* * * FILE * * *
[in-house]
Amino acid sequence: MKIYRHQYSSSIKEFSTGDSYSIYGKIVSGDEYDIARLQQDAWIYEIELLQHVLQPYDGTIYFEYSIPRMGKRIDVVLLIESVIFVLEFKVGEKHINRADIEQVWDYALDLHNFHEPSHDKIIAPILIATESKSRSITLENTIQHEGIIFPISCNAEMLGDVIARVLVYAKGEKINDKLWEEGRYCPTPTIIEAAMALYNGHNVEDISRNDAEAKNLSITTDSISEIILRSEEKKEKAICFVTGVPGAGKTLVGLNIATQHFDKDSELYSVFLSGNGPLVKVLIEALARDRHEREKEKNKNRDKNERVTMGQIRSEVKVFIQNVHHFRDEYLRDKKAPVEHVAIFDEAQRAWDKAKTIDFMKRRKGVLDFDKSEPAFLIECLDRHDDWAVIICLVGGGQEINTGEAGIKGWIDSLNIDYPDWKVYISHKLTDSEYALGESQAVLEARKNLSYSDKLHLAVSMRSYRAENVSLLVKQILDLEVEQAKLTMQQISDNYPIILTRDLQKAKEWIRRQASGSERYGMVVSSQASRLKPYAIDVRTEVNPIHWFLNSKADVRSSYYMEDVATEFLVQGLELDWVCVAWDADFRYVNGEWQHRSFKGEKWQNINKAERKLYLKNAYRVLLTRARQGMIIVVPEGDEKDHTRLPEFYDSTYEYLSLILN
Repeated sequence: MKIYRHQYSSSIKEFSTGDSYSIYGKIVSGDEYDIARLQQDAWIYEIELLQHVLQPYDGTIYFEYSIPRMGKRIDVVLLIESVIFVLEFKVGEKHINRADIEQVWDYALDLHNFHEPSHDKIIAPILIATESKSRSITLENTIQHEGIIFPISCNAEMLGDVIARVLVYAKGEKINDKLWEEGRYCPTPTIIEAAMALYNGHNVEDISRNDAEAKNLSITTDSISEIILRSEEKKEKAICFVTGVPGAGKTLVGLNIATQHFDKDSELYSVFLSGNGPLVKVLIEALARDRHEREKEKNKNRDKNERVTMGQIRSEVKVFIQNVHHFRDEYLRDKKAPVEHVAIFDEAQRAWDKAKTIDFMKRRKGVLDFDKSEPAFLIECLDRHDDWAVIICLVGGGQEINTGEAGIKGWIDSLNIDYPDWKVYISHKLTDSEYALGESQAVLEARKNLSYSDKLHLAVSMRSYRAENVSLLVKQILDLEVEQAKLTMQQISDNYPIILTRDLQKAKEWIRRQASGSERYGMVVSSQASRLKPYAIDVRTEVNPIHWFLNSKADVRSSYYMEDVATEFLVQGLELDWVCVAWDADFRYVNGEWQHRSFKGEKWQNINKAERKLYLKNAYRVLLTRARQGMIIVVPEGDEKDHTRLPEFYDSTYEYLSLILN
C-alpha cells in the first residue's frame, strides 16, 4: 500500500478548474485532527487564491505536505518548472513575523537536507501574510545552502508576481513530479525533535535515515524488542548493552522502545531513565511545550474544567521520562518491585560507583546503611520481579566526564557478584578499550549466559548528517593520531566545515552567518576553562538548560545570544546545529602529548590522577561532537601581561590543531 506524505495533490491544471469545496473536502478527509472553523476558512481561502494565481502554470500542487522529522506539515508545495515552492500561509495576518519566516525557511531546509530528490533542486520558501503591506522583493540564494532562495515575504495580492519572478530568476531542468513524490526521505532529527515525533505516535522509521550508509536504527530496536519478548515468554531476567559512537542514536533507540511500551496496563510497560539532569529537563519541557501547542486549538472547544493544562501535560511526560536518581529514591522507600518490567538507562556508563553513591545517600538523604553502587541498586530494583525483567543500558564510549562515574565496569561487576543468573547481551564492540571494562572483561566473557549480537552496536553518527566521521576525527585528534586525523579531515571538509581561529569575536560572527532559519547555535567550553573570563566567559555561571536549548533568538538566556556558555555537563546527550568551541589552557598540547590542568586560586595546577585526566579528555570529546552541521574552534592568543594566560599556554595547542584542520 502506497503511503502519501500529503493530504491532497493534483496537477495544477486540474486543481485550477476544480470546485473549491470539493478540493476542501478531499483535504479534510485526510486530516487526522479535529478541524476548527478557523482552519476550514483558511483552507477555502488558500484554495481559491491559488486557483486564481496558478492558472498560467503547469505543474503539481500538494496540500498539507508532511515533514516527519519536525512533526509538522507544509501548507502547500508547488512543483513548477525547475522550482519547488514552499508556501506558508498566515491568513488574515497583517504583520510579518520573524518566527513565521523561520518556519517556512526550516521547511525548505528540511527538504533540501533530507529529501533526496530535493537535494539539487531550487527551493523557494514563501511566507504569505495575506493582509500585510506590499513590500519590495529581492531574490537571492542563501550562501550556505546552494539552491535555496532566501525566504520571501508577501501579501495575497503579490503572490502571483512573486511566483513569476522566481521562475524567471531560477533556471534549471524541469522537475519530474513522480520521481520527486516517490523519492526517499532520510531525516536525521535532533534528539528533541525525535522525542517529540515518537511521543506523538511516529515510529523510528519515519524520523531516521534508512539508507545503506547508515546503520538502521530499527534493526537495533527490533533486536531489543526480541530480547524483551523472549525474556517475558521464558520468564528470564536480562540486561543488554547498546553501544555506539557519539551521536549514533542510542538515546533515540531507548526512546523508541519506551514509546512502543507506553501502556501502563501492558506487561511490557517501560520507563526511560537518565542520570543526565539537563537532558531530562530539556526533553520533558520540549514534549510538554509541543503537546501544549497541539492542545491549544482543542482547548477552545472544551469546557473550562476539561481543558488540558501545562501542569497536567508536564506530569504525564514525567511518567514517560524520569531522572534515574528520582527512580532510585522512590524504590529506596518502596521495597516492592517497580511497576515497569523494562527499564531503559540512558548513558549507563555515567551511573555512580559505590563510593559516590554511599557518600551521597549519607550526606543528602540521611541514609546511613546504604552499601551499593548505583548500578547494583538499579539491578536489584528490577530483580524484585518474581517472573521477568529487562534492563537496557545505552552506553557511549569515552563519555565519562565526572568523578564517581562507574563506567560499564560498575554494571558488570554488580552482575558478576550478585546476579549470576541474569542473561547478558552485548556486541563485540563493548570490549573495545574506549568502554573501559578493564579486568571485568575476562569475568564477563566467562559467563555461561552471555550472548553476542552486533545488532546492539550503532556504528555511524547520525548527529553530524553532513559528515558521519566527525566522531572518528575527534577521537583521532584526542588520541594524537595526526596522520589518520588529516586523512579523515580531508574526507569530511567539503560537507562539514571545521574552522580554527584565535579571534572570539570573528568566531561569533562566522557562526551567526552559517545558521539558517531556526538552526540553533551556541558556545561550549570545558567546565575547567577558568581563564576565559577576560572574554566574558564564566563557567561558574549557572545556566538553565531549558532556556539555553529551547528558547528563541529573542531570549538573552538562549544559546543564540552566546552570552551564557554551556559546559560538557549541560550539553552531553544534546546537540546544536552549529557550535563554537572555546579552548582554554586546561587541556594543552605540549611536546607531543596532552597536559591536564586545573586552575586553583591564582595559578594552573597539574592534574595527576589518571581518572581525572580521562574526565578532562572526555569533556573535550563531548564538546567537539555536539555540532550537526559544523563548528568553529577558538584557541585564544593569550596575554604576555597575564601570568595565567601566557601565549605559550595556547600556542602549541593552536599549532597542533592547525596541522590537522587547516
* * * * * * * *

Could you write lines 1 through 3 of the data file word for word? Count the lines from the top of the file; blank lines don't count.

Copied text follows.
[in-house]
Amino acid sequence: MKIYRHQYSSSIKEFSTGDSYSIYGKIVSGDEYDIARLQQDAWIYEIELLQHVLQPYDGTIYFEYSIPRMGKRIDVVLLIESVIFVLEFKVGEKHINRADIEQVWDYALDLHNFHEPSHDKIIAPILIATESKSRSITLENTIQHEGIIFPISCNAEMLGDVIARVLVYAKGEKINDKLWEEGRYCPTPTIIEAAMALYNGHNVEDISRNDAEAKNLSITTDSISEIILRSEEKKEKAICFVTGVPGAGKTLVGLNIATQHFDKDSELYSVFLSGNGPLVKVLIEALARDRHEREKEKNKNRDKNERVTMGQIRSEVKVFIQNVHHFRDEYLRDKKAPVEHVAIFDEAQRAWDKAKTIDFMKRRKGVLDFDKSEPAFLIECLDRHDDWAVIICLVGGGQEINTGEAGIKGWIDSLNIDYPDWKVYISHKLTDSEYALGESQAVLEARKNLSYSDKLHLAVSMRSYRAENVSLLVKQILDLEVEQAKLTMQQISDNYPIILTRDLQKAKEWIRRQASGSERYGMVVSSQASRLKPYAIDVRTEVNPIHWFLNSKADVRSSYYMEDVATEFLVQGLELDWVCVAWDADFRYVNGEWQHRSFKGEKWQNINKAERKLYLKNAYRVLLTRARQGMIIVVPEGDEKDHTRLPEFYDSTYEYLSLILN
Repeated sequence: MKIYRHQYSSSIKEFSTGDSYSIYGKIVSGDEYDIARLQQDAWIYEIELLQHVLQPYDGTIYFEYSIPRMGKRIDVVLLIESVIFVLEFKVGEKHINRADIEQVWDYALDLHNFHEPSHDKIIAPILIATESKSRSITLENTIQHEGIIFPISCNAEMLGDVIARVLVYAKGEKINDKLWEEGRYCPTPTIIEAAMALYNGHNVEDISRNDAEAKNLSITTDSISEIILRSEEKKEKAICFVTGVPGAGKTLVGLNIATQHFDKDSELYSVFLSGNGPLVKVLIEALARDRHEREKEKNKNRDKNERVTMGQIRSEVKVFIQNVHHFRDEYLRDKKAPVEHVAIFDEAQRAWDKAKTIDFMKRRKGVLDFDKSEPAFLIECLDRHDDWAVIICLVGGGQEINTGEAGIKGWIDSLNIDYPDWKVYISHKLTDSEYALGESQAVLEARKNLSYSDKLHLAVSMRSYRAENVSLLVKQILDLEVEQAKLTMQQISDNYPIILTRDLQKAKEWIRRQASGSERYGMVVSSQASRLKPYAIDVRTEVNPIHWFLNSKADVRSSYYMEDVATEFLVQGLELDWVCVAWDADFRYVNGEWQHRSFKGEKWQNINKAERKLYLKNAYRVLLTRARQGMIIVVPEGDEKDHTRLPEFYDSTYEYLSLILN